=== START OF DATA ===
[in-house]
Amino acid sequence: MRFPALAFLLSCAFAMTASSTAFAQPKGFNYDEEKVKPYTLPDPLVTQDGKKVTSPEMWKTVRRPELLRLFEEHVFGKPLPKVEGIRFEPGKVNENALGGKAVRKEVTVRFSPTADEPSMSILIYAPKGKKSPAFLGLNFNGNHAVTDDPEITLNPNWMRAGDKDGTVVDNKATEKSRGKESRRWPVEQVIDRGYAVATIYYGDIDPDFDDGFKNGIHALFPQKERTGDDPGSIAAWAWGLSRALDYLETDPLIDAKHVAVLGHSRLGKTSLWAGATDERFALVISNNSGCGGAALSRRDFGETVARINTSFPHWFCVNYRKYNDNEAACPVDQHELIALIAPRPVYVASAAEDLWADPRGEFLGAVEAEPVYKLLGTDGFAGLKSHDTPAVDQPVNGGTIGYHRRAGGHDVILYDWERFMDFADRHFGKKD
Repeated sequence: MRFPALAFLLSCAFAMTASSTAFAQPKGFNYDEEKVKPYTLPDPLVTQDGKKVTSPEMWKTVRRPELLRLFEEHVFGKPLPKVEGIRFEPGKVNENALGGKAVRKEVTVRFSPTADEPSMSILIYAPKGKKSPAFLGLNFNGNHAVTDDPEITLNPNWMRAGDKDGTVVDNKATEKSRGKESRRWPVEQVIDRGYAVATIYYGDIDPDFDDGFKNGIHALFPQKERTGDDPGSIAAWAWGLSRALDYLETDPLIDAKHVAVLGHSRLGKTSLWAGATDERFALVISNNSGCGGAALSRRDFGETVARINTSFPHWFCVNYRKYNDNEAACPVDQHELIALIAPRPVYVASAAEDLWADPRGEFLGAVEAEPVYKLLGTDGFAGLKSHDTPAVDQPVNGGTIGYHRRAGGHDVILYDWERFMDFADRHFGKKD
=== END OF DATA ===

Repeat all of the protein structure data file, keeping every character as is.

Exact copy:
[in-house]
Amino acid sequence: MRFPALAFLLSCAFAMTASSTAFAQPKGFNYDEEKVKPYTLPDPLVTQDGKKVTSPEMWKTVRRPELLRLFEEHVFGKPLPKVEGIRFEPGKVNENALGGKAVRKEVTVRFSPTADEPSMSILIYAPKGKKSPAFLGLNFNGNHAVTDDPEITLNPNWMRAGDKDGTVVDNKATEKSRGKESRRWPVEQVIDRGYAVATIYYGDIDPDFDDGFKNGIHALFPQKERTGDDPGSIAAWAWGLSRALDYLETDPLIDAKHVAVLGHSRLGKTSLWAGATDERFALVISNNSGCGGAALSRRDFGETVARINTSFPHWFCVNYRKYNDNEAACPVDQHELIALIAPRPVYVASAAEDLWADPRGEFLGAVEAEPVYKLLGTDGFAGLKSHDTPAVDQPVNGGTIGYHRRAGGHDVILYDWERFMDFADRHFGKKD
Repeated sequence: MRFPALAFLLSCAFAMTASSTAFAQPKGFNYDEEKVKPYTLPDPLVTQDGKKVTSPEMWKTVRRPELLRLFEEHVFGKPLPKVEGIRFEPGKVNENALGGKAVRKEVTVRFSPTADEPSMSILIYAPKGKKSPAFLGLNFNGNHAVTDDPEITLNPNWMRAGDKDGTVVDNKATEKSRGKESRRWPVEQVIDRGYAVATIYYGDIDPDFDDGFKNGIHALFPQKERTGDDPGSIAAWAWGLSRALDYLETDPLIDAKHVAVLGHSRLGKTSLWAGATDERFALVISNNSGCGGAALSRRDFGETVARINTSFPHWFCVNYRKYNDNEAACPVDQHELIALIAPRPVYVASAAEDLWADPRGEFLGAVEAEPVYKLLGTDGFAGLKSHDTPAVDQPVNGGTIGYHRRAGGHDVILYDWERFMDFADRHFGKKD